ISIS controls an area the size of Britain: Syria expert
Joshua Landes says U.S. military leaders agree they cannot destroy ISIS by bombing them
The Islamic State of Iraq and Syria (ISIS) controls a third of Iraq and a third of Syria, a land mass that is the size of Britain, Joshua Landis, a top Syria expert and the director of the University of Oklahoma's Center for Middle East Studies, told Al Arabiya's Diplomatic Avenue on Friday.
“The country that ISIS is building is the size of Great Britain; it has about eight or nine million people in it,” he said.
Speaking to Talal al-Haj, Al Arabiya’s New York bureau chief, about the role of the Syrian National Coalition in the fight against ISIS, Landis said: “That coalition does not actually control any militias, which is one of the problems and it is why the United States has stopped sending money through the coalition.”
Landis said that U.S. intelligence agency C.I.A. is sending arms and is dealing directly with militias fighting President Bashar al-Assad in Syria since the former head of the Supreme Military Council of the Free Syrian Army, Salim Idris, was pushed out of Syria a year ago.
“All of his arms that were coming from America and other products were all stolen from him by the Islamic Front, and so the United States gave up on him…and began to just work directly with various militias,” he explained.
“I don’t think that Washington has a clear plan,” said Landes, adding that many American military leaders argue that U.S.-led international coalition “cannot destroy ISIS by bombing them.”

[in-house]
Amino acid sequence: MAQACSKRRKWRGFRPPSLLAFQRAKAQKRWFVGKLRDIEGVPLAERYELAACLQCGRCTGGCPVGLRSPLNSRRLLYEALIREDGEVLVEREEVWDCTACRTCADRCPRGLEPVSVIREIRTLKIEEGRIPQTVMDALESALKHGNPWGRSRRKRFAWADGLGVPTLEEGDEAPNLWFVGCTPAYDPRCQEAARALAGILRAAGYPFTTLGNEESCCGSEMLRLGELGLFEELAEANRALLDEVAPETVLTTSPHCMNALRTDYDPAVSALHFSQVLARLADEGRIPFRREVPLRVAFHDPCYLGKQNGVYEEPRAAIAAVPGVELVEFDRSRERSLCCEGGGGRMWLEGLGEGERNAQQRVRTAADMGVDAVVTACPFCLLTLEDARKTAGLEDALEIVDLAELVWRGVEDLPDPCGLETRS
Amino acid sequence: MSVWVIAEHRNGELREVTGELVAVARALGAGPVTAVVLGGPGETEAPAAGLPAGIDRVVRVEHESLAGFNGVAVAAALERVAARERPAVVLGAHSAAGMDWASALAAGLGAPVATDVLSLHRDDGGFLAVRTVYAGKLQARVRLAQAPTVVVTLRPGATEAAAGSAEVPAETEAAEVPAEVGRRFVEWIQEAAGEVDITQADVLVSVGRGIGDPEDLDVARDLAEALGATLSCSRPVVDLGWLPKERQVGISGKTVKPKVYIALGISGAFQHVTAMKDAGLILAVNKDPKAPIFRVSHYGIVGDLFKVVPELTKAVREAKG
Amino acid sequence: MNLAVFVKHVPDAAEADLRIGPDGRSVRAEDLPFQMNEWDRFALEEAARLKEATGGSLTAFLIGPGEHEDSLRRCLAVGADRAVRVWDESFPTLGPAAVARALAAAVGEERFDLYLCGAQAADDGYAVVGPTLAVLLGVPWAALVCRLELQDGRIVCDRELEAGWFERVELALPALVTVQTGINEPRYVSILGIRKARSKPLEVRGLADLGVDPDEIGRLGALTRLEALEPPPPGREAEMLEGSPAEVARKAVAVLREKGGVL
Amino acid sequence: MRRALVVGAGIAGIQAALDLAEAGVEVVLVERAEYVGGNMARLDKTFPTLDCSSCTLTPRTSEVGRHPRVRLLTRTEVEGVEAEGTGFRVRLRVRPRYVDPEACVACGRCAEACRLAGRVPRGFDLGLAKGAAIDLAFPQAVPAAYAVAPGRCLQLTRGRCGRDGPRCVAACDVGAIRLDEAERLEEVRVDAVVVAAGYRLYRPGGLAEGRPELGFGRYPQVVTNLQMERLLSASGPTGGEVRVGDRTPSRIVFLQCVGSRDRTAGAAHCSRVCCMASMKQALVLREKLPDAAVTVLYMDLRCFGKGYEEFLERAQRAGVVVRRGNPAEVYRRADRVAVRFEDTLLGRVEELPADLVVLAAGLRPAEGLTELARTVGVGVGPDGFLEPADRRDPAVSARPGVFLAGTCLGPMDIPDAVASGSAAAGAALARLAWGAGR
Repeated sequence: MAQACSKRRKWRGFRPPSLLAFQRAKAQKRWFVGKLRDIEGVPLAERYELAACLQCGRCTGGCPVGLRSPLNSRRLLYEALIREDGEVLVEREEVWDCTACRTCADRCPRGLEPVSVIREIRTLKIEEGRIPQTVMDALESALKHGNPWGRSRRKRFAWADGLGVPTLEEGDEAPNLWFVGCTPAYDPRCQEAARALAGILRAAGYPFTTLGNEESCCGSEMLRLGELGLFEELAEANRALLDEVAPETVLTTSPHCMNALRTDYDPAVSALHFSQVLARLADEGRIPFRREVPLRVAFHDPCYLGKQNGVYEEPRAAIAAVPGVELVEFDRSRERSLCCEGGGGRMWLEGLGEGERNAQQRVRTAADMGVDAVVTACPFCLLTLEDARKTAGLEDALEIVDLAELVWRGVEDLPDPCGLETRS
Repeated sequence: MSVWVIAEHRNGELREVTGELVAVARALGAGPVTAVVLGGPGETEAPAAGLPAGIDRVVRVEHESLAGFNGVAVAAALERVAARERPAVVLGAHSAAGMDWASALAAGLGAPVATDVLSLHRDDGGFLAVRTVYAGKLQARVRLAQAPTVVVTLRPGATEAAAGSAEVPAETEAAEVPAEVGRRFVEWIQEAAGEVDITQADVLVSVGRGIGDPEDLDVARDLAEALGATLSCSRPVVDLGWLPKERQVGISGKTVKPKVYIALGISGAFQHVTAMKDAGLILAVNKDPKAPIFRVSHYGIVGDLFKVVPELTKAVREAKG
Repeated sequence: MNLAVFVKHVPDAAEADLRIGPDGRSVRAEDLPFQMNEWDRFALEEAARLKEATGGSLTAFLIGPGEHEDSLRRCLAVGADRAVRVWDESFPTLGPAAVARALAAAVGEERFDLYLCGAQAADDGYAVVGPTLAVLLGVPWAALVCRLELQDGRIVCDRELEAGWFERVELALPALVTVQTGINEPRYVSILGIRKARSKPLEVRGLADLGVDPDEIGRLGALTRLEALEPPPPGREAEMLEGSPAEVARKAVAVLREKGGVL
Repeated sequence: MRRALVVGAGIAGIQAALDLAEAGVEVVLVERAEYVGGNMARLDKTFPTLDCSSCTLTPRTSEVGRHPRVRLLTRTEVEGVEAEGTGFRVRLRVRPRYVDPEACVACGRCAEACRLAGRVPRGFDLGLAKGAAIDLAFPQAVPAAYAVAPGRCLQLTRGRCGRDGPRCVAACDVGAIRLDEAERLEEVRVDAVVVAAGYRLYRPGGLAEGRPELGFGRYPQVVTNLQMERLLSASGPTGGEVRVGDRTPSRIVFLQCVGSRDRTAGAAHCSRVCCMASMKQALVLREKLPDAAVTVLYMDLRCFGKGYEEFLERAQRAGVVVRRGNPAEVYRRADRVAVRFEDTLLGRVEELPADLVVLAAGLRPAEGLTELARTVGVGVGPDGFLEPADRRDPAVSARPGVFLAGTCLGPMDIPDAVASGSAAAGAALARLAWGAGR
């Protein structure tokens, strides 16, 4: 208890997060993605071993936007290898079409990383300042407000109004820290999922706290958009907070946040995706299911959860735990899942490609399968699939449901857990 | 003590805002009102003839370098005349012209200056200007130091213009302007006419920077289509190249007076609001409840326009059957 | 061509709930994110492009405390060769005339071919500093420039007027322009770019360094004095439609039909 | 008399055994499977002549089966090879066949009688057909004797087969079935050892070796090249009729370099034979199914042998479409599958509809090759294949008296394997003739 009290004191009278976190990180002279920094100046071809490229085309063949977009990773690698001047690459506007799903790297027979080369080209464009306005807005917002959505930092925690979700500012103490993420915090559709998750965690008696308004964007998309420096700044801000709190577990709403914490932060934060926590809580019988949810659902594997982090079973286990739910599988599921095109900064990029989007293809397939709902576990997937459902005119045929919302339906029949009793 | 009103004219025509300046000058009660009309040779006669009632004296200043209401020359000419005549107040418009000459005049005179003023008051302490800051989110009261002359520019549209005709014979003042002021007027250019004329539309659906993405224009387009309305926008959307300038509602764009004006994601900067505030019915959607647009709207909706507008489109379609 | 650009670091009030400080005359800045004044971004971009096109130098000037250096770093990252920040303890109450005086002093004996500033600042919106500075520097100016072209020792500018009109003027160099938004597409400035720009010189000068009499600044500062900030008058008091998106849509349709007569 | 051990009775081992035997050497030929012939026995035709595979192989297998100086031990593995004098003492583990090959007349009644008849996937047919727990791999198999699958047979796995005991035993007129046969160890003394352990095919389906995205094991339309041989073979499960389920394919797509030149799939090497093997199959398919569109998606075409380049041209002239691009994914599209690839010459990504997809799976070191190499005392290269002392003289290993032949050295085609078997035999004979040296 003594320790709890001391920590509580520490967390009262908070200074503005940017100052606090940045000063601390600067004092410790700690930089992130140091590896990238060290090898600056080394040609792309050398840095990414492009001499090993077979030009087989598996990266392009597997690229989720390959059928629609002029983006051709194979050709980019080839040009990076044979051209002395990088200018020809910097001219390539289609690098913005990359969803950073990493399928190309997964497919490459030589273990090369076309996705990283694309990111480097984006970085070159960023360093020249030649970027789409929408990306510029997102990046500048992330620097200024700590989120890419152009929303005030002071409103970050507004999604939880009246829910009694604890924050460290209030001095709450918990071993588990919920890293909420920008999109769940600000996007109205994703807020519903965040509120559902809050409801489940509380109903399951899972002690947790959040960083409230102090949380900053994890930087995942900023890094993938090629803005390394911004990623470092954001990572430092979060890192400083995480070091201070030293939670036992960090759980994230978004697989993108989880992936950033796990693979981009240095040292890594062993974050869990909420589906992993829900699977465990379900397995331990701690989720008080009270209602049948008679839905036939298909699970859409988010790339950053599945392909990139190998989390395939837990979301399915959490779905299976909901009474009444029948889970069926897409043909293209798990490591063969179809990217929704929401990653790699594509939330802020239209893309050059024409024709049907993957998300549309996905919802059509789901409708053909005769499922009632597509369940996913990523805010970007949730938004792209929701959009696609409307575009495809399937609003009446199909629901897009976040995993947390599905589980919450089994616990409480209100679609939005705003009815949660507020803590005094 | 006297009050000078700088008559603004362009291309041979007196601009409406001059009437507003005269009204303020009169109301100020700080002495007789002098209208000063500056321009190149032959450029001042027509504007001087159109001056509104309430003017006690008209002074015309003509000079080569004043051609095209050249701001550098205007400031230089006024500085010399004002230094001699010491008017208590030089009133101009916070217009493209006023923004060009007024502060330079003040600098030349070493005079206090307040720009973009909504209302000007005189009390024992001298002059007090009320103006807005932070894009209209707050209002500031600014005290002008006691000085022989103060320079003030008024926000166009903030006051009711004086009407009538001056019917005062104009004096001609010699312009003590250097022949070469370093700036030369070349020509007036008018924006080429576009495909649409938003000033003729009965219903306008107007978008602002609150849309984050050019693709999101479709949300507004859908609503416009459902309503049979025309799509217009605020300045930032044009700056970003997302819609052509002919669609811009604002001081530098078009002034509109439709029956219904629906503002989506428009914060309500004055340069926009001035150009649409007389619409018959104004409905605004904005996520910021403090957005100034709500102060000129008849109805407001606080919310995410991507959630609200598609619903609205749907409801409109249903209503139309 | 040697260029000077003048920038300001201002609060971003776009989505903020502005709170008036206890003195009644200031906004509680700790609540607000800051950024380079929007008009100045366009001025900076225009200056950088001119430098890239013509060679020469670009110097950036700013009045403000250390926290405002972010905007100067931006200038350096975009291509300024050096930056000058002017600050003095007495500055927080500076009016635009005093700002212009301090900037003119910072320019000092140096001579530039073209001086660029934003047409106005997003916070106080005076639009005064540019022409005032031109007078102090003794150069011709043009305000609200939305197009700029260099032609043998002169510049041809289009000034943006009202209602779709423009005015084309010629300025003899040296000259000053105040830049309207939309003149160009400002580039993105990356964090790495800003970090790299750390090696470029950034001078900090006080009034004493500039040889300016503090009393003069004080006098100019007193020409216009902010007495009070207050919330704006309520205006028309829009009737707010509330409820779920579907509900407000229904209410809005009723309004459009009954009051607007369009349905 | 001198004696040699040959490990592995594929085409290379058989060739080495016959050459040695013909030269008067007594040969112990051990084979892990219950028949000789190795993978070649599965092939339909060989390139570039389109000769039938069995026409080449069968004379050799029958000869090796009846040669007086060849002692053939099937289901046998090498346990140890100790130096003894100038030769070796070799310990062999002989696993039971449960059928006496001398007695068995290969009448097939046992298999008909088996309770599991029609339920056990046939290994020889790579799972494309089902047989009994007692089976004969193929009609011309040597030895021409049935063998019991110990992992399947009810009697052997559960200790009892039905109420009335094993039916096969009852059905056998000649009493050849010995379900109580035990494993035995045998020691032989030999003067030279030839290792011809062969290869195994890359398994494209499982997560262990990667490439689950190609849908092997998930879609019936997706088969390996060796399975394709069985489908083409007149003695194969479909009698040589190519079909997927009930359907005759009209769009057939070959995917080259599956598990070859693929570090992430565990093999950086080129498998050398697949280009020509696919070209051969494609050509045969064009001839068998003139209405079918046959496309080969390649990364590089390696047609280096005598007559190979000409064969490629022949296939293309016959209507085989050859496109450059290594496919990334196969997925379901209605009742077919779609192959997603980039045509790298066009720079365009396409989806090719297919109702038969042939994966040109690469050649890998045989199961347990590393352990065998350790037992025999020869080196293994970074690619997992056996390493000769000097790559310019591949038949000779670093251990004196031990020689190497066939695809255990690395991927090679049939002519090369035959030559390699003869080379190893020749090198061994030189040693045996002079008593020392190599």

The region needs better governments or else “there will constantly be an insurgency and radicalism,” he added.
Responding to a question about whether the U.N. mediator in the Syrian conflict, Staffan de Mistura’s “bottom-up” peace effort plan is feasible, Landis said: “I think de Mistura is in a terrible situation. He does not have an army; he cannot change the balance of power on the ground.”
De Mistura’s plan involves “incremental freezes” to conflicts between the Syrian regime and opposition forces in certain areas of the country for humanitarian aids to come in – a plan criticized by some rebels as benefiting President Assad.
Syria has been entrenched in war since 2011 - with activists claiming a death toll that exceeds 200,000 people – giving space for rival extremist groups, and mainly ISIS, to run free and armed in the country and claim territory. ISIS proclaimed itself an “Islamic Caliphate” that does not conform to the region’s borders, which were drawn by the West in the 20th century.
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